Regular Aspirin Use Only Provides Slight Protection From Heart Disease, USPSTF Recommendations State

For most Americans, the risk of regular aspirin use outweighs the benefits they could receive from its protection from heart disease.

For decades, older adults have been told to take a daily aspirin to help prevent heart disease. However, now health officials indicate this may be dangerous for many people, and should no longer be recommended.

The US Preventive Services Task Force (USPSTF) no longer advises the use of a daily, low-dose aspirin to prevent heart disease among people over the age of 60, even if they have a history of heart disease or stroke.

New guidelines and additional editorials regarding the updated recommendations were published April 26, in the Journal of the American Medical Association (JAMA), indicating that aspirin should be an individualized choice based on risk and benefit.

Cardiovascular disease is the leading cause of death in the U.S., accounting for one in four deaths. Roughly 605,000 people in the U.S. have a first heart attack each year, and 610,000 experience a first stroke. Aspirin prevents blood clotting, which can contribute to heart attacks and strokes, but it can also carry unintended side effects, such as internal bleeding in the brain or stomach.

The USPSTF is the federal task force that sets requirements for private insurance companies, and is now updating is prior 2016 recommendations for aspirin use for heart disease and cardiovascular events, like heart attacks.

The task force commissioned a systematic review of the effectiveness of aspirin to reduce the risk of cardiac events, including heart attacks, strokes, cardiovascular mortality, and all-cause mortality in people without a history of cardiovascular disease.

As a result of the findings, USPSTF now says that aspirin should rarely be used every day to prevent heart disease, even among those with risk of heart disease. The task force also does not recommend using low-dose daily aspirin to prevent cardiovascular disease among people 60 years or older, indicating the risk of internal bleeding outweighs the small benefit that would be seen.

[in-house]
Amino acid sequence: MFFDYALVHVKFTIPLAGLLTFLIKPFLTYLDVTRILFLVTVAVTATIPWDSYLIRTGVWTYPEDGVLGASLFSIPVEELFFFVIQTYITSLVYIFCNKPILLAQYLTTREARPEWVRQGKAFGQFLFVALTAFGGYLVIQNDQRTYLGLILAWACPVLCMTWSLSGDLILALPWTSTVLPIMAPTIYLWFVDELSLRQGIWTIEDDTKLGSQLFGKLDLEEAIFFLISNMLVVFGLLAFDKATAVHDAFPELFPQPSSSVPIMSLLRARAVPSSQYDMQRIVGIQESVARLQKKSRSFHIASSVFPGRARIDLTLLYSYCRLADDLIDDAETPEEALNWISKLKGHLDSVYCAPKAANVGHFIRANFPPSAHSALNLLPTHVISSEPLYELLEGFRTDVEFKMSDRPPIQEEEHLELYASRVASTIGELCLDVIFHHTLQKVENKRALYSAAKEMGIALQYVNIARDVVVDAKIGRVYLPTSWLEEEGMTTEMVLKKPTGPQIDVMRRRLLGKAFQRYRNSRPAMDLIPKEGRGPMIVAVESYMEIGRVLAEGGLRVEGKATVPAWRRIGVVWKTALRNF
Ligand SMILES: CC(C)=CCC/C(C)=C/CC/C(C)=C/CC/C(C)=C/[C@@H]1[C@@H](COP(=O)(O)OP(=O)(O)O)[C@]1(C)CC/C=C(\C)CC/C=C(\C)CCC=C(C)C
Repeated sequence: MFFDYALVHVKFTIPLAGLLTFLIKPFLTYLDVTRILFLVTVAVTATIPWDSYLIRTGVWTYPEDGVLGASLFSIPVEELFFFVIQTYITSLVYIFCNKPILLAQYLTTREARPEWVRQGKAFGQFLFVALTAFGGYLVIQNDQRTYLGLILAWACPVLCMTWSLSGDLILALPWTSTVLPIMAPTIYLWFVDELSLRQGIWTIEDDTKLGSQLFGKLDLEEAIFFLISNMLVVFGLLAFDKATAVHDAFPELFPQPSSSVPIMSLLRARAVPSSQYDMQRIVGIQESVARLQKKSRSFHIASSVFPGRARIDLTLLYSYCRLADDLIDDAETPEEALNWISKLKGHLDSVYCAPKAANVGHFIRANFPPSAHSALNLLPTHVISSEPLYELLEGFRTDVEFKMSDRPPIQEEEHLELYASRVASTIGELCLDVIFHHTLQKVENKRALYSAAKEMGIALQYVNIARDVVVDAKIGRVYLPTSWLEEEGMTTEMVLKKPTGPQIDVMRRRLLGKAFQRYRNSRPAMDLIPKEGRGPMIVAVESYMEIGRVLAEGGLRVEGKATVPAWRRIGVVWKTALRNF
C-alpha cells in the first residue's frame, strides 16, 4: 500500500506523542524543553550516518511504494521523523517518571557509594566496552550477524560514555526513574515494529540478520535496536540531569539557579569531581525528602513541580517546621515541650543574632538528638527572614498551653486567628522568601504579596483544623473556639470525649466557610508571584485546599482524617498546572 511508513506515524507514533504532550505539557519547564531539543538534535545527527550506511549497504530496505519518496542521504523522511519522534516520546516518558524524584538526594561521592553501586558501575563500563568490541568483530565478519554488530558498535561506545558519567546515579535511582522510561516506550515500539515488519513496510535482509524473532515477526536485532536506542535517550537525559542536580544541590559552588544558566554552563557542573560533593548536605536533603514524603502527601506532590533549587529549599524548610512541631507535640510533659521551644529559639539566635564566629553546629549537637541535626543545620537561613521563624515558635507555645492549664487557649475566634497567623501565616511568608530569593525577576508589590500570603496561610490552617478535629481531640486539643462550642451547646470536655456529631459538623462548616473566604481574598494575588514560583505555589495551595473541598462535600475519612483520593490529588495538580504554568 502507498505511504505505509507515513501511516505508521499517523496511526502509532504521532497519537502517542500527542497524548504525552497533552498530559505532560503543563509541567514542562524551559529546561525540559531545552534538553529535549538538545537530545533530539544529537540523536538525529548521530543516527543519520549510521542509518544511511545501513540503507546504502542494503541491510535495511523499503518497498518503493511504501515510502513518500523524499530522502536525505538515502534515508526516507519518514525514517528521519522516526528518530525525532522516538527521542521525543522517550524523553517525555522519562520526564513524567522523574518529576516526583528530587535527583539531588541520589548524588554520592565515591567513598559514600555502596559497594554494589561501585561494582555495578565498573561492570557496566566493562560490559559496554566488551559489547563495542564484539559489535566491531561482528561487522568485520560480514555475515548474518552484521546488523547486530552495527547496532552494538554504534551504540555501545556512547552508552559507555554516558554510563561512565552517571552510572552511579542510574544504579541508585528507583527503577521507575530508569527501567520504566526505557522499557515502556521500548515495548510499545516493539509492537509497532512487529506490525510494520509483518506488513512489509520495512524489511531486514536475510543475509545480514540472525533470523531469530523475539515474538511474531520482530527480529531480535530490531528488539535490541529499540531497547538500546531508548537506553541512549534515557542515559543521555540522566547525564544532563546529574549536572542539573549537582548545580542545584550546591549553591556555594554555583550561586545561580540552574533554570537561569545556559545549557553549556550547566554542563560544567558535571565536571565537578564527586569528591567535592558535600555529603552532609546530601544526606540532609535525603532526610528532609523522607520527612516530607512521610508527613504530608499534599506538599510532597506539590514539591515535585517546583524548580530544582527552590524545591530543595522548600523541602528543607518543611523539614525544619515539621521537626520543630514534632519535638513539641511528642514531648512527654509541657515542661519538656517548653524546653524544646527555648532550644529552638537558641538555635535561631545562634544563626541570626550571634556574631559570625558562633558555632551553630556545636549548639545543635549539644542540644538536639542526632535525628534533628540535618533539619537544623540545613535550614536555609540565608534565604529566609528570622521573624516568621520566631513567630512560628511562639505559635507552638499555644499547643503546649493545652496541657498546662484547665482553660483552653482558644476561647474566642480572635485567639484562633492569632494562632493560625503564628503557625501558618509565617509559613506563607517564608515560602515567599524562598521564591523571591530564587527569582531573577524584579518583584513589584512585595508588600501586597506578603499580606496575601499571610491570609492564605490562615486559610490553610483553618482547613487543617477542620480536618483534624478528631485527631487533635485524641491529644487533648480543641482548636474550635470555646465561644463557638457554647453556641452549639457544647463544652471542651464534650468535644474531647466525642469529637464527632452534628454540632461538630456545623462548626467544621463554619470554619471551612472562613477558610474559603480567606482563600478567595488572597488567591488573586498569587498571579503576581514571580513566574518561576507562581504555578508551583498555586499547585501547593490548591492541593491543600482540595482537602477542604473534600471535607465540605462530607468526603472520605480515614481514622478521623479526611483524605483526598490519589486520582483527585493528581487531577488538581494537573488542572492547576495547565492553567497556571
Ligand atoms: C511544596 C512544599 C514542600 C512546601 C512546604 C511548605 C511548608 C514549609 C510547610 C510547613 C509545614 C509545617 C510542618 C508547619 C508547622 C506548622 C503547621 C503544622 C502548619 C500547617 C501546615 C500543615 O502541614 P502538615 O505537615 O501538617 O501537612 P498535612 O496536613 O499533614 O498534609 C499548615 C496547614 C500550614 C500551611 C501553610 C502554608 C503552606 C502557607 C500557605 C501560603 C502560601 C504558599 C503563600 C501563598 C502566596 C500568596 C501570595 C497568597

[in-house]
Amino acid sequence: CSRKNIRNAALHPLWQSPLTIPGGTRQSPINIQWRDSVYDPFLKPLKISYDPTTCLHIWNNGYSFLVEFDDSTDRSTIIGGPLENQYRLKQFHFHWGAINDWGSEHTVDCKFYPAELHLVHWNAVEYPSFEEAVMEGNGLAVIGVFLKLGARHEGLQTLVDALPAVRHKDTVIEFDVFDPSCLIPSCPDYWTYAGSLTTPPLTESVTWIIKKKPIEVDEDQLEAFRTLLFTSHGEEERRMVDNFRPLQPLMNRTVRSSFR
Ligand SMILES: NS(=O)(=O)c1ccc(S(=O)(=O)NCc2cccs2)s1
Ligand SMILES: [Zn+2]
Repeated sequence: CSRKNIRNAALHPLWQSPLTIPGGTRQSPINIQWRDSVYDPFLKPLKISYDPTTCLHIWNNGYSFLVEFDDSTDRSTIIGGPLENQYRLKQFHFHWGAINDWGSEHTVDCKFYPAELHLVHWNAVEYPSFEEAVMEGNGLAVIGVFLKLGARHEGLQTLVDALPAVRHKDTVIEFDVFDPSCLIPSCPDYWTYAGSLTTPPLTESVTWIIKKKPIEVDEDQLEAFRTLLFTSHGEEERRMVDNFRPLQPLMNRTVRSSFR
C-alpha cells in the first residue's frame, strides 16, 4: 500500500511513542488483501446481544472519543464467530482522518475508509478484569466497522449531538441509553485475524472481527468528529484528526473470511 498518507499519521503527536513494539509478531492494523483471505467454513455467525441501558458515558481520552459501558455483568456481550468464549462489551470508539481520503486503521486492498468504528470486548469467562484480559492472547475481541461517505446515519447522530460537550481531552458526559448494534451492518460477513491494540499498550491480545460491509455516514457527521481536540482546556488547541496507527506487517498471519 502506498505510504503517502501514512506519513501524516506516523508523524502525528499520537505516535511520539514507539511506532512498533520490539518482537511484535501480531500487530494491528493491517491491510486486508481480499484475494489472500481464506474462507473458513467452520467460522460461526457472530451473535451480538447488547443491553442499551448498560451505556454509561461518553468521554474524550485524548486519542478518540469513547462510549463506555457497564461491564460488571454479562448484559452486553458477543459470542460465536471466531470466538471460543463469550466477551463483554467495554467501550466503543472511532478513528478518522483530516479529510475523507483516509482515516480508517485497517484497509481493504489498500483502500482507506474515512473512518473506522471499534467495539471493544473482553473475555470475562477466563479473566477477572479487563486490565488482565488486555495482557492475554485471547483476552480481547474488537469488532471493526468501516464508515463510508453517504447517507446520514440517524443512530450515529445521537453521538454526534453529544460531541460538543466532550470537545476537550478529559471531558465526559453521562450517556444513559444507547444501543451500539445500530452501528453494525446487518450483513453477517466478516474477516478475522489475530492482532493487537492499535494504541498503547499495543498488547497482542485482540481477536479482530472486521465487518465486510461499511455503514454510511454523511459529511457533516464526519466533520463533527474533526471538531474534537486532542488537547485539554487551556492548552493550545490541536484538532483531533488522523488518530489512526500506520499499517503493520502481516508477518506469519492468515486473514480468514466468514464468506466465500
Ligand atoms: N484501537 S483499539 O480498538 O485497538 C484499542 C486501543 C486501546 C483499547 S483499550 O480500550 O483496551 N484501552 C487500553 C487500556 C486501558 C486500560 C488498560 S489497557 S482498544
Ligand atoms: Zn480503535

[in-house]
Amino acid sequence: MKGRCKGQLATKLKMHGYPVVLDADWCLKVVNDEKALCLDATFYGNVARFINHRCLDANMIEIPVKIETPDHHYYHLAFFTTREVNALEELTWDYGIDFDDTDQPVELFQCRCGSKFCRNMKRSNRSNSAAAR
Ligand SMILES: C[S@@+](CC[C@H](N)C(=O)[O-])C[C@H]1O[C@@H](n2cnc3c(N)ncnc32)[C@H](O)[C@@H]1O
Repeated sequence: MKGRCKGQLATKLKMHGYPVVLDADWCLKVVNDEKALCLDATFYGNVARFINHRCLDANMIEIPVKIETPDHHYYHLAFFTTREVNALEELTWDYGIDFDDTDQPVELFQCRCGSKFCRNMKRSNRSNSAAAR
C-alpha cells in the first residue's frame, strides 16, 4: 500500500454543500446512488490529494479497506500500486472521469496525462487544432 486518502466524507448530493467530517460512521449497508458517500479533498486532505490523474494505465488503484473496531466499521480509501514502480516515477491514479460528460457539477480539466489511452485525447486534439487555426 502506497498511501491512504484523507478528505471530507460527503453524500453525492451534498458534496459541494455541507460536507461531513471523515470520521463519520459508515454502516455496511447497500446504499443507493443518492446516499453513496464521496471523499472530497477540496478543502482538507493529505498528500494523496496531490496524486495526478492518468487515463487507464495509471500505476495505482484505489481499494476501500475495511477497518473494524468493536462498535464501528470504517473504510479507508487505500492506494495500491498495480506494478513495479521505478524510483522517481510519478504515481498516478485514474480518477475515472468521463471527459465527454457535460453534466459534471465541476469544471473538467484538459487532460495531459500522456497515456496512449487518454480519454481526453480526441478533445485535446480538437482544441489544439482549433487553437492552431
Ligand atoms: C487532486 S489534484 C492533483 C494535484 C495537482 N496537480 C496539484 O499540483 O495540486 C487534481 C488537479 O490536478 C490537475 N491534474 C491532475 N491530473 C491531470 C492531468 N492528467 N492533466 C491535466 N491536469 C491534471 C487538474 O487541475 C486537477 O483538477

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The new USPSTF guidelines indicate people 40 to 59 years old with known heart disease or symptoms of cardiovascular disease, and who do not have an increased risk of bleeding, only receive a small benefit from daily aspirin use.

Prior research has indicated taking daily low-dose aspirin can increase the risk of brain bleeds, especially among people with no risk of cardiovascular disease. Another study also concluded regular aspirin use increased the risk of suffering from severe internal bleeding which can outweigh the cardiovascular benefits aspirin may offer.

The USPSTF warned even those who may benefit from daily aspirin use may face increased bleeding risk that would call for them to stop taking aspirin by age 75.

Despite a change in aspirin guidelines in recent years, many elderly patients over the age of 70 continue to take aspirin daily to reduce their risk of heart disease and stroke.

For patients of any age with a known history of bleeding risk, ulcers, or other bleeding issues, taking daily aspirin would cause more harm than good compared to the small cardiovascular benefit they would see from taking the aspirin, the task force has now concluded.

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